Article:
The onset of ice is long and slow. It builds up more or less linearly over 100,000 years. The exit is much much faster. I think this is due to ice build up being evaporation limited on mass rate from the ocean, while the melting is not so mass rate limited. So we get cold fast, but the ice takes a long time to build. Then we melt fast, and the warmth follows apace. A small warming leading to an accelerating thunderstorm rain melt would explain the fast rise of temps and loss of ice.

    I could easily see it being a very long term oscillator with thunderstorms limiting the saturation and with the relative rates of evaporation/snow/ice formation and thunderstorm/rain/melt as setting the differential on the rise / fall parts of the curve of change.

    Or perhaps put another way:

    The arctic storm regime makes it’s own environment by being too cold for thunderstorms and accumulates more snow / ice so limiting the ability of convection cells to form and growing the arctic ice sheet at the same time.

    The hurricane / thunderstorm tropical and temperate regime makes it’s own environment by melting snow and ice and providing more warm wet places to drive that convective cell process.

    These two are in conflict and one will win. Then STAYS the winner. Until Milankovitch slightly shifts the energy at the margin of the ice, and starts a new oscillation once there is enough energy flow to climb over the ice energy hump.

    For now, the arctic is kept in check by the summer ‘near melt’. Once that does not happen, from the reduced heating of a Milankovitch change, the feedback begins…

    That will continue until the winter arctic regime is limited by the Tropical zone. We stabilize there (with fewer thunderstorms dumping the reduced heat) until “a bit more heat” shows up (thank you Milankovitch) and we start a thunderstorm / ice melt feedback. Repeat until interglacial…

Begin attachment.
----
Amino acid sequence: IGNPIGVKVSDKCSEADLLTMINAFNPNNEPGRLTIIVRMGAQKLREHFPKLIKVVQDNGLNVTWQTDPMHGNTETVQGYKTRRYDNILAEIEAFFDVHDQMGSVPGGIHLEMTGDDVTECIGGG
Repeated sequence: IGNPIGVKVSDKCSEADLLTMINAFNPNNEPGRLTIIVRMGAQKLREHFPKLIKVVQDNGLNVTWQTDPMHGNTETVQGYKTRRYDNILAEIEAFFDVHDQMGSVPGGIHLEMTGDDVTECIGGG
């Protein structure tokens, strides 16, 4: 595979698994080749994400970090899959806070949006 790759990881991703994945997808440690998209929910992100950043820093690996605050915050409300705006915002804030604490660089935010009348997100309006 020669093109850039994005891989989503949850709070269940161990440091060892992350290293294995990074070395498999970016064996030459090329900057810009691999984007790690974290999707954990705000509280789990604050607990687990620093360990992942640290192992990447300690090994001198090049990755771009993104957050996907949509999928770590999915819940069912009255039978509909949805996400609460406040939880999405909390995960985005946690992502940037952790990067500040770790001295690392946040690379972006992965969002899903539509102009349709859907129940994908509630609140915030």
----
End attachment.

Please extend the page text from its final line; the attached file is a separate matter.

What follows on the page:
@Mike Jonas:

    I don’t get it either on the CO2 changes. Your explanation sounds right to me. For my part, I would expect the cold processes in thunderstorms to suck out CO2. It is more soluble in colder water, so here we have a nearly frozen water drop maker (or very frozen hail) in a natural ‘counter current stripper’. That cold water falling though a long air column ought to just suck it clean of CO2 (to the solubility limit of the water).

    So I would expect that CO2 was constantly coming out as carbonic acid.

    Now when I took geology, we were told that the natural carbonic acid was why limestone caves were formed. That the stripping out of CO2 to make carbonic was common. Further, I thought we’d been told that “Acid Rain” was a mix of sulphuric and nitric AND carbonic acids. So I’m having a bit of a problem seeing how it can both be “forming carbonic acid” and “not leaving the air” at the same time…

    The whole “CO2 percent in the air due to people” meme just does not fit my understanding of the physics…

    A quick google of “acid rain carbonic” gave a few thousand hits like this one:


    Natural Rain:

    “Normal” rainfall is slightly acidic because of the presence of dissolved carbonic acid. Carbonic acid is the same as that found in soda pop.

    The pH of “normal” rain has traditionally been given a value of 5.6. However scientists now believe that the pH of rain may vary from 5.6 to a low of 4.5 with the average value of 5.0.



    Pure water has a pH of 7.0 (neutral); however, natural, unpolluted rainwater actually has a pH of about 5.6 (acidic).[Recall from Experiment 1 that pH is a measure of the hydrogen ion (H+) concentration.] The acidity of rainwater comes from the natural presence of three substances (CO2, NO, and SO2) found in the troposphere (the lowest layer of the atmosphere). As is seen in Table I, carbon dioxide (CO2) is present in the greatest concentration and therefore contributes the most to the natural acidity of rainwater.

    Carbon dioxide, produced in the decomposition of organic material, is the primary source of acidity in unpolluted rainwater.